The state also impeded program functioning by failing to provide reliable bookkeeping and training services. CDASS operates on an annual allocation for attendant care rather than on month-by-month payments because labor costs for those who need attendant care can vary throughout the year: holiday coverage costs more; some people’s conditions worsen in cold weather; people may have to pay significantly more for coverage under emergency conditions, such as blizzards; and people work hard to save their allocations so that they can hire attendant care coverage for vacations. As is common practice throughout the private sector, the state’s CDASS fiscal agent is supposed to provide them with a monthly statement of their charges and of the balance of the funds in their account.
Participants claim that the fiscal agent’s performance worsened after the pilot program transitioned to formal Medicaid. Fiscal agent fees come out of the amount budgeted for each client, and matters became critical when the state arbitrarily reduced clients’ attendant care allocations as part of a generalized package of budget cuts at about the same time that the state rebid the fiscal agent contract and, once again, changed the fiscal agent fee. Allocations went down, fiscal agent fees went up, confusion reigned, and some participants went months without receiving accurate account statements. Lawsuits were filed. By December 2009, things were so bad that some caregivers did not receive paychecks.
Groups representing disabled clients say that some state Medicaid officials now claim that CDASS spending is out of control due to client overspending. Spokesmen for CDASS participants maintain that state officials are exaggerating this problem by including cases in which a combination of budget cuts and a lack of monthly statements made it impossible to know what was available to spend.
Some CDASS participants think that opportunistic officials hostile to consumer direction are trying to blame them for state mismanagement. They cite cases of CDASS training CDs being sent to clients who did not have a computer; incompetent fiscal agents; the arbitrary imposition of standardized timesheets ill-suited to attendant hiring; and case managers who threaten to send clients to nursing homes if their worsening health leads them to request an allocation review.11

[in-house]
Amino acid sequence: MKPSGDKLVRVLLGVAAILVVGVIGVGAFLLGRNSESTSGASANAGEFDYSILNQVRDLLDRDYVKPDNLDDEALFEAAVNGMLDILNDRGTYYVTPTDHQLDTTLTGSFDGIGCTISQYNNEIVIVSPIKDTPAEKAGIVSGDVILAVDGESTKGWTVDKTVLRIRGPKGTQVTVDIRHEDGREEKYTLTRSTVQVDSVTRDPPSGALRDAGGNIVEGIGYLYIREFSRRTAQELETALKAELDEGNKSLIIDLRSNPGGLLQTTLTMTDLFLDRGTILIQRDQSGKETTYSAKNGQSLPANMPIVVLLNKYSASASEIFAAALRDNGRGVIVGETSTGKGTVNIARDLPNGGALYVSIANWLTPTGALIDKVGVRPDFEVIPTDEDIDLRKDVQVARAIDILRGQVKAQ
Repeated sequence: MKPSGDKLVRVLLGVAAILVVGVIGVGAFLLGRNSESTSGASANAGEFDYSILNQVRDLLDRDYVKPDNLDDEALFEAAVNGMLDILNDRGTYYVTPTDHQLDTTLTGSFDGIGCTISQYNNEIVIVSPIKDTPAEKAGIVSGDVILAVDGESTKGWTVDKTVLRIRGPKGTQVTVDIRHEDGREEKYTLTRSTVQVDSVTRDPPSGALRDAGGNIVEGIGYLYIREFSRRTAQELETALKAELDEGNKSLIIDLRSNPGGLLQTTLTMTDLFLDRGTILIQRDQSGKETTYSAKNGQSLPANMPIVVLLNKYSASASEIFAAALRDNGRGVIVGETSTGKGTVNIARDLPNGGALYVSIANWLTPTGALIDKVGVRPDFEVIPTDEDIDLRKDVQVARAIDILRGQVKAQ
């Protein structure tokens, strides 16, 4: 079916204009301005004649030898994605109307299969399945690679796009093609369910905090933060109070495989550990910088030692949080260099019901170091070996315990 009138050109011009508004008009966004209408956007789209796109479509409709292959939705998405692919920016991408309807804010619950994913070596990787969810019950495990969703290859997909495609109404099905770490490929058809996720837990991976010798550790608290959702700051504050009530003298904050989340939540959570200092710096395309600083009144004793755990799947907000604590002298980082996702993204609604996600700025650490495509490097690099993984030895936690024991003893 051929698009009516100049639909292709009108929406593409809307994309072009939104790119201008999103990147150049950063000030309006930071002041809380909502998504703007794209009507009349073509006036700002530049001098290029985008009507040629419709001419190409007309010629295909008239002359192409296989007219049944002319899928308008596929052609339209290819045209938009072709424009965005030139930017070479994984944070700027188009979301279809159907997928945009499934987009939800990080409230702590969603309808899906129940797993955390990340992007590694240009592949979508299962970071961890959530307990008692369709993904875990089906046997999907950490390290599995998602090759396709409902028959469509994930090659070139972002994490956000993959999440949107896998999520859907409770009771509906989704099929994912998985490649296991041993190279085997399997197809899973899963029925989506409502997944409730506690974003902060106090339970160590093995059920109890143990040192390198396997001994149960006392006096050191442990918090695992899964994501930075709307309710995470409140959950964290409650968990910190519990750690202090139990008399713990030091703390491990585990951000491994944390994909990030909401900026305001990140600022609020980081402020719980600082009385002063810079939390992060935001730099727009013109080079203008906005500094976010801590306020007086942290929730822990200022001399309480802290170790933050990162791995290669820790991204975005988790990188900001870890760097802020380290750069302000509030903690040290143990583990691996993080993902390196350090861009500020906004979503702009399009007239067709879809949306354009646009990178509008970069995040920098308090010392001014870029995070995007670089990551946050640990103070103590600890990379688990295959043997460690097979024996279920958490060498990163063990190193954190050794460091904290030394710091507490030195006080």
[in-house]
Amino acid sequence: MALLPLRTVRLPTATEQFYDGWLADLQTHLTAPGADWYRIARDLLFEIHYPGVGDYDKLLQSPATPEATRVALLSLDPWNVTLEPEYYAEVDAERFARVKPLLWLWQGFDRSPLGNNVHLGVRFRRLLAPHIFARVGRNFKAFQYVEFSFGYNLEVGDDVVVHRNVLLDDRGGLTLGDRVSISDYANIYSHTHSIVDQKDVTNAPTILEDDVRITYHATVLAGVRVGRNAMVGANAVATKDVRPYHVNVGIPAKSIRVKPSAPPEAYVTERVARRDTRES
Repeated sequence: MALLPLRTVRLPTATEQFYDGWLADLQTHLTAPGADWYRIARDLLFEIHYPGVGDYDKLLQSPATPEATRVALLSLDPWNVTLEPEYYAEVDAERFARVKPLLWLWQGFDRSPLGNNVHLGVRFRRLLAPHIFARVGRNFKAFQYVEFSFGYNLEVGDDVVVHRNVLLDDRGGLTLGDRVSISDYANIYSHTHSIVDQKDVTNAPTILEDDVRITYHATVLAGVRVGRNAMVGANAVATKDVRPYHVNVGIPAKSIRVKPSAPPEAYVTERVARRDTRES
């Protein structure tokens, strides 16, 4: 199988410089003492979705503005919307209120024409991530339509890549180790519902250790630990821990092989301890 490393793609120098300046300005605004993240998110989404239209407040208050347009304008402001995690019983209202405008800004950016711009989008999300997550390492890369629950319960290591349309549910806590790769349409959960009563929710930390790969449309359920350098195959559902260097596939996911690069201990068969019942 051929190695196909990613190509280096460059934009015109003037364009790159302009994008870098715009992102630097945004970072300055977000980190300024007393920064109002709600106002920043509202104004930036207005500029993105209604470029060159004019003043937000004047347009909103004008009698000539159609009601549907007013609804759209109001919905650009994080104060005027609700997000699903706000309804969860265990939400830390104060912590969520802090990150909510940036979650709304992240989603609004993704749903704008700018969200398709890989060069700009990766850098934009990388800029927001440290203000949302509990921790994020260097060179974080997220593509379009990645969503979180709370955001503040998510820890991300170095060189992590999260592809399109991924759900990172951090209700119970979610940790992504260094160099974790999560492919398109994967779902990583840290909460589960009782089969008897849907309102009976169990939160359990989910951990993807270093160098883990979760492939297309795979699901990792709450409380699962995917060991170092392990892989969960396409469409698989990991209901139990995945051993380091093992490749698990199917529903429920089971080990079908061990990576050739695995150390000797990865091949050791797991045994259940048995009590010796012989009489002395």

CDASS, Cash and Counseling, and California’s In-Home Supportive Services programs have demonstrated that voluntary, properly designed, consumer-directed programs can smash the “Iron Triangle” by reducing both health care costs and expenditures while improving quality. Unfortunately, they have also shown that freeing people from the excess regulation that produces the Iron Triangle is no easy task. It requires sustained attention to nuts-and-bolts program operation; a steadfast dedication to protecting participants’ freedom to hire at will and determine reimbursement rates; a commitment to providing timely, accurate information to all parties; and people willing to protect nascent programs from special interests in both the private and public sectors.
Office of Inspector General, Health and Human Services. December 2006. States’ Requirements for Medicaid-Funded Personal Care Service Attendants. OEI-07-05-00250.
Laura Hershey. 2004. Improving Infrastructure: Voices of Attendant Services Users, A Report on Six Focus Groups Between April and September 2004. A report for the Independence Plus Grant, Department of Health Care Policy and Financing, State of Colorado, Denver, Colorado.
Jane Tilly and Joshua M. Wiener. 2001. Consumer-Directed Home and Community Services: Policy Issues. [PDF file.] Occasional Paper No. 44. Assessing the New Federalism, The Urban Institute. Washington, DC.
Barbara Lepidus Carlson, Stacy Dale, Leslie Foster, Randall Brown, Barbara Phillips, and Jennifer Schore. May, 2005. Effect of Consumer Direction on Adults’ Personal Care and Well-Being in Arkansas, New Jersey, and Florida. Mathematica Policy Research, Inc. Princeton, New Jersey.
Stacy Dale, Randall Brown, Barbara Phillips. June 2004. Does Arkansas’ Cash and Counseling Affect Service Use and Public Costs? [PDF file.] Mathematica Policy Research Inc. Princeton, New Jersey.
Stacy B. Dale and Randall S. Brown. February 2007. How Does Cash and Counseling Affect Costs? Health Services Research,42, 1, Part II, 488-509.
State of Pennsylvania. Governor’s Executive Order 2010-04. Consumer-Directed Home Care Providers.
Personal communication from Julie Reiskin, Colorado Cross-Disability Coalition. March 2011.